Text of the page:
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  • Vaccine development begins with basic laboratory research.

  • 10th African Rotavirus Symposium in Bamako, Mali

  • Clinical trial for the NIH-developed Zika vaccine.

Center for Vaccine Development (CVD)

It's not too late to get a flu shot!

CVD Overview

Life-saving immunizations are one of seven great achievements in pediatric research in the past 40 years (Cheng, Monteiro et al. 2016).

Since its inception in 1974, the CVD has worked to eliminate vaccine-preventable diseases. The CVD has created and tested vaccines against cholera, typhoid fever, paratyphoid fever, non-typhoidal salmonella disease, shigellosis (bacillary dysentery), Escherichia coli diarrhea, nosocomial pathogens, tularemia, influenza, and other infectious diseases. The faculty and global staff includes molecular biologists, microbiologists, immunologists, internists, pediatricians, epidemiologists, malariologists, and biostatisticians.

Vaccines are a powerful tool to fight infectious diseases worldwide. For over 40 years, the CVD at the University of Maryland School of Medicine (UM SOM) in Baltimore, MD has worked domestically and internationally to develop, test, and deploy vaccines to aid the world’s underserved populations. The CVD is an academic enterprise engaged in the full range of vaccinology from basic laboratory research through vaccine development, pre-clinical and clinical evaluation, large-scale pre-licensure field studies, and post-licensure assessments.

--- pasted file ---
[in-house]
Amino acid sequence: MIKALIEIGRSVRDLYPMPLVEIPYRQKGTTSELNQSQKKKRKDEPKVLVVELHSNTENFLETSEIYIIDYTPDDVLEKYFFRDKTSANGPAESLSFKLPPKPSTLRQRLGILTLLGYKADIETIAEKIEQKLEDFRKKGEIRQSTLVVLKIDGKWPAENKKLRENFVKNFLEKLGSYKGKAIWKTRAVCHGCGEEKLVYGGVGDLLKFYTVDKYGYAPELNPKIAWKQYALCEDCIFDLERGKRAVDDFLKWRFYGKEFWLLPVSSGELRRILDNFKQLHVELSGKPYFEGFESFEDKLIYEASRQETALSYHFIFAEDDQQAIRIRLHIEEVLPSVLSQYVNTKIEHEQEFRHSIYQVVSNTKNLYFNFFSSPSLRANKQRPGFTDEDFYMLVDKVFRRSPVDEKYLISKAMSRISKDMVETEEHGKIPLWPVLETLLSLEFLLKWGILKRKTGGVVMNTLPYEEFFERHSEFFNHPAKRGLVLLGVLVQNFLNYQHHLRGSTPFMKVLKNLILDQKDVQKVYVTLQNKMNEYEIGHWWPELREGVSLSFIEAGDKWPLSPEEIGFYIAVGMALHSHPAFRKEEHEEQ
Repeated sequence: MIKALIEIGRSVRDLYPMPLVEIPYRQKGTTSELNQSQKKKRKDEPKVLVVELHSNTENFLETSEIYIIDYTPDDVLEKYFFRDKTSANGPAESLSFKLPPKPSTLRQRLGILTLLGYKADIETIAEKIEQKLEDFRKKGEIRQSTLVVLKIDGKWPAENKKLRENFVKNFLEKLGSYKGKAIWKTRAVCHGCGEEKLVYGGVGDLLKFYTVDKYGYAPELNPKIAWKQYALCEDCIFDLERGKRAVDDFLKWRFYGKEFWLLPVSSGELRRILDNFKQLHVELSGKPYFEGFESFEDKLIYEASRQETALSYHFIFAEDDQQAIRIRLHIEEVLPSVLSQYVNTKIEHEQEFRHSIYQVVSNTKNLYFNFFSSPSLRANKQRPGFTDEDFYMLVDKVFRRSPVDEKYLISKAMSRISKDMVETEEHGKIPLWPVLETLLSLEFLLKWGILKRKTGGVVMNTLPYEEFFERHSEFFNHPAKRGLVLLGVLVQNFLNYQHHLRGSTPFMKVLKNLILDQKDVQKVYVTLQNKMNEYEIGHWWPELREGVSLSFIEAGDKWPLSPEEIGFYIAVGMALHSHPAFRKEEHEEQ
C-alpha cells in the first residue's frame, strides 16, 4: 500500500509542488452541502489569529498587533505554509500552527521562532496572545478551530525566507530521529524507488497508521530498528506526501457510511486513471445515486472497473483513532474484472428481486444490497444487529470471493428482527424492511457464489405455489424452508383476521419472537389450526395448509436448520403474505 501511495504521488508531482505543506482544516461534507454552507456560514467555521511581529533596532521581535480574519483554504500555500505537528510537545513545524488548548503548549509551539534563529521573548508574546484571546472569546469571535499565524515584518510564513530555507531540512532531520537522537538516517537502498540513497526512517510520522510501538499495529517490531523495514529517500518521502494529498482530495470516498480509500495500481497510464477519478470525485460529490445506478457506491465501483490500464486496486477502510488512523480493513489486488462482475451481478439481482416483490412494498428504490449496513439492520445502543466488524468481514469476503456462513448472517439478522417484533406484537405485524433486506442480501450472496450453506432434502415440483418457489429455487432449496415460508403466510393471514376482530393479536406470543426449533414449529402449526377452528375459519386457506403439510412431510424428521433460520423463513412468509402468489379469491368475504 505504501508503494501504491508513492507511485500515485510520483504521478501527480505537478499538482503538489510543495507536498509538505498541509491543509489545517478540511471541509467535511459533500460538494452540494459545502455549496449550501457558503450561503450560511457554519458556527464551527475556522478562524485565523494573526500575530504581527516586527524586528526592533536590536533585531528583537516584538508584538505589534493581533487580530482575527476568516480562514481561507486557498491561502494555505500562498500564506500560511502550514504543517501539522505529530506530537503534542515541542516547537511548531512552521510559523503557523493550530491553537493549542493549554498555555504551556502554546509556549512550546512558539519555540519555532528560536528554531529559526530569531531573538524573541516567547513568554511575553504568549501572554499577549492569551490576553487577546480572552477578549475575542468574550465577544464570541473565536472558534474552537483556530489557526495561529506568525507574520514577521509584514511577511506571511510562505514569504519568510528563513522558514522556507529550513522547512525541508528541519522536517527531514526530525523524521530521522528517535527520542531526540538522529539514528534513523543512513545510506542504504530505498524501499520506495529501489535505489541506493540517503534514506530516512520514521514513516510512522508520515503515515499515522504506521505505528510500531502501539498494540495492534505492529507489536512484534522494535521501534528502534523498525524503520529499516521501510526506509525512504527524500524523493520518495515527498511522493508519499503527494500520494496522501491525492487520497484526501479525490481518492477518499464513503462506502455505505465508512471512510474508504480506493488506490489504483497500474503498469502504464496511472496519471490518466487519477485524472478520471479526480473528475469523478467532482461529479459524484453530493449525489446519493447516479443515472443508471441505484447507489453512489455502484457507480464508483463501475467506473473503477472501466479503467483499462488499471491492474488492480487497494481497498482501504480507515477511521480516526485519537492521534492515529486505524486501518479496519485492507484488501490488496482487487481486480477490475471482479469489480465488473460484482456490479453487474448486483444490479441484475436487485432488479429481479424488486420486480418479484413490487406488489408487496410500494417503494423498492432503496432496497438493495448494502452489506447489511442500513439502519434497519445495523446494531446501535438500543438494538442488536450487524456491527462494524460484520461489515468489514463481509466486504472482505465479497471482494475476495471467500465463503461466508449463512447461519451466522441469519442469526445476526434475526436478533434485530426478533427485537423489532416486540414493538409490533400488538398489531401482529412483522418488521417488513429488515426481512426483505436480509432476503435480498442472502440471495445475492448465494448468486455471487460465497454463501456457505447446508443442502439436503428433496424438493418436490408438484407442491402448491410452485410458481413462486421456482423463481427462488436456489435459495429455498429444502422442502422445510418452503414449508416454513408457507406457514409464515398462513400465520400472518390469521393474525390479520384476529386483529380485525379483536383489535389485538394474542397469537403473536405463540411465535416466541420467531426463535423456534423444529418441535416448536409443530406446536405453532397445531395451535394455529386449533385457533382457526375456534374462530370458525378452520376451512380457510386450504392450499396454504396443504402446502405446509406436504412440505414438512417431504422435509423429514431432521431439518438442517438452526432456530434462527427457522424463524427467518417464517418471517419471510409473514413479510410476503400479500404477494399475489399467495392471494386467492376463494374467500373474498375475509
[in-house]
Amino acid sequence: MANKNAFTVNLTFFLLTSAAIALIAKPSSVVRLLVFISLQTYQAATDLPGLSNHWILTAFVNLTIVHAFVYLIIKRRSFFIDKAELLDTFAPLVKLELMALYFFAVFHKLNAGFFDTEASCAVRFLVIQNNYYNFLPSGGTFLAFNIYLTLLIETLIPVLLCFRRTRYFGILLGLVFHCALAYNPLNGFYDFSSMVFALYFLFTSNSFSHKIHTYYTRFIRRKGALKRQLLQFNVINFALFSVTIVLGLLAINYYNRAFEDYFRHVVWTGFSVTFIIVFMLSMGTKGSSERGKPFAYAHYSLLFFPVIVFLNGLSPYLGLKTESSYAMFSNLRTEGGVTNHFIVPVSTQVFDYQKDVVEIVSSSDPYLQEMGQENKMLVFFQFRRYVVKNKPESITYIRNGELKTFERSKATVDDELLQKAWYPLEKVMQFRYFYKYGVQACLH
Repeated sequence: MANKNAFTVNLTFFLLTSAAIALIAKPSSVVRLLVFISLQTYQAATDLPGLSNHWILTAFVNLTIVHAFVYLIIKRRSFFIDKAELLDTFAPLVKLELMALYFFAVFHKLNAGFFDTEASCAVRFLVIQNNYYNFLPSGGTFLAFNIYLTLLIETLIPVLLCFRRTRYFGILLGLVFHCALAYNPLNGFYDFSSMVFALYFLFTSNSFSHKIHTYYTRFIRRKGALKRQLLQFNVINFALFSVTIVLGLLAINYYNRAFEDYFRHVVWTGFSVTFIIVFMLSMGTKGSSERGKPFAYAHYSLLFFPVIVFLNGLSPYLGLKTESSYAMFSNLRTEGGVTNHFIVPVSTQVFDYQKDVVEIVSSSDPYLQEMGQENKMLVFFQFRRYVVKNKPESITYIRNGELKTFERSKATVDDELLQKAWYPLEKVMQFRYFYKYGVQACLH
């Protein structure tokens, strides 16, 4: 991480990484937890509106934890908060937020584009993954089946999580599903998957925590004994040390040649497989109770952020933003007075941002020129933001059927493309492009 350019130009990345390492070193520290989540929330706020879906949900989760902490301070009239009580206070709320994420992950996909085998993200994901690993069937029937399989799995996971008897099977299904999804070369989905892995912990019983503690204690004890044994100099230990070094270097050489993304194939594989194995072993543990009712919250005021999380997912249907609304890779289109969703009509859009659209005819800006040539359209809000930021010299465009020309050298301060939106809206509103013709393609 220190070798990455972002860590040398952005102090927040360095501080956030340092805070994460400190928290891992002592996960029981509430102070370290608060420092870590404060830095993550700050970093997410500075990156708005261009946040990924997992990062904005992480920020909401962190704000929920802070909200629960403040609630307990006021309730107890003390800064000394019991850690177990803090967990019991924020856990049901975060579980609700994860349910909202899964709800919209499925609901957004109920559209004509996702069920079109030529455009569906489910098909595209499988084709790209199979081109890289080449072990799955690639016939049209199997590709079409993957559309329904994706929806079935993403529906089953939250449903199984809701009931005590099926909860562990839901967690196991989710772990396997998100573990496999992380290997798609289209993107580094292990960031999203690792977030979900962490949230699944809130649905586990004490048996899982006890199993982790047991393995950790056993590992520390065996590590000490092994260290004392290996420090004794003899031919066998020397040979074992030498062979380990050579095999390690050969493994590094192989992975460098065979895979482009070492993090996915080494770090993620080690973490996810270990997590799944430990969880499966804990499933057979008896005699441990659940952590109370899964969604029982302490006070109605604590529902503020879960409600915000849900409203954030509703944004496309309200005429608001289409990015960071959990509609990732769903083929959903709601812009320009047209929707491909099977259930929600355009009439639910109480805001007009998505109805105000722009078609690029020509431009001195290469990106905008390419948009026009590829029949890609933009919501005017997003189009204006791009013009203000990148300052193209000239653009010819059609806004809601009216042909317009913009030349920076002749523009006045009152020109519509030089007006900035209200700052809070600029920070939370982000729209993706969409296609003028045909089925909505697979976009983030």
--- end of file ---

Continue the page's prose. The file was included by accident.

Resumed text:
While the main research thrust of basic research at the CVD has historically focused on bacterial enteric pathogens, rotavirus, and malaria, it has also worked more broadly on bacterial diseases, parasitic diseases, viral diseases, novel delivery systems, public health, and vaccine policy.

Learn more about us in the CVD Fact Sheet.



Dr. Neuzil brings over two decades of experience in infectious diseases and vaccine science, policy, and introduction. She’s led or been involved in pivotal vaccine trials that have influenced vaccine policy worldwide. A strong advocate for translating research results into vaccine policies, she was a key driver in the many changes in the influenza policy in the United States. Internationally, her research helped shape rotavirus vaccine policy. She is an expert on influenza, rotavirus, and RSV as well as in maternal immunization, optimizing vaccine use, and overcoming barriers to sustainable vaccine uptake in low resource settings.


Harness the power of vaccines to prevent disease and save lives in the most vulnerable populations.

Studies to support meeting our mission

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Kathleen Neuzil, MD, MPH
CVD Director & Deputy Director of the IGH


Thomas, K. (Nov 19, 2016). The Race for a Zika Vaccine. The New York Times. 

Kathleen Neuzil, MD, MPH was quoted in the MarketWatch online article Why You Should Schedule Your Flu Shot Now on 5 Nov 2016.

Rosângela Mezghanni, Alessio Fasano, and Marcelo Sztein will be recognized at the Entrepreneur of the Year event on 1 Nov 2016 for their 3D model patent.

Myron M. Levine, MD, DTPH received the 2017 Maxwell Finland Award given by the National Foundation for Infectious Diseases (NFID). This highly competitive award honors scientists who have made outstanding contributions to infectious disease research and public health.

Kathleen Neuzil, MD, MPH was co-author on Efficacy of a Russian-backbone Live Attenuated Influenza Vaccine Among Young Children in Bangladesh: A Randomized Controlled Trial in the 13 Oct 2016 issue of the Lancet Glob Health.

Kathleen Neuzil, MD, MPH was co-author on Efficacy of Live Attenuated Influenza Vaccine Among Children in Senegal: A Randomised Trial in the 13 Oct 2016 issue of the Lancet Global Health.

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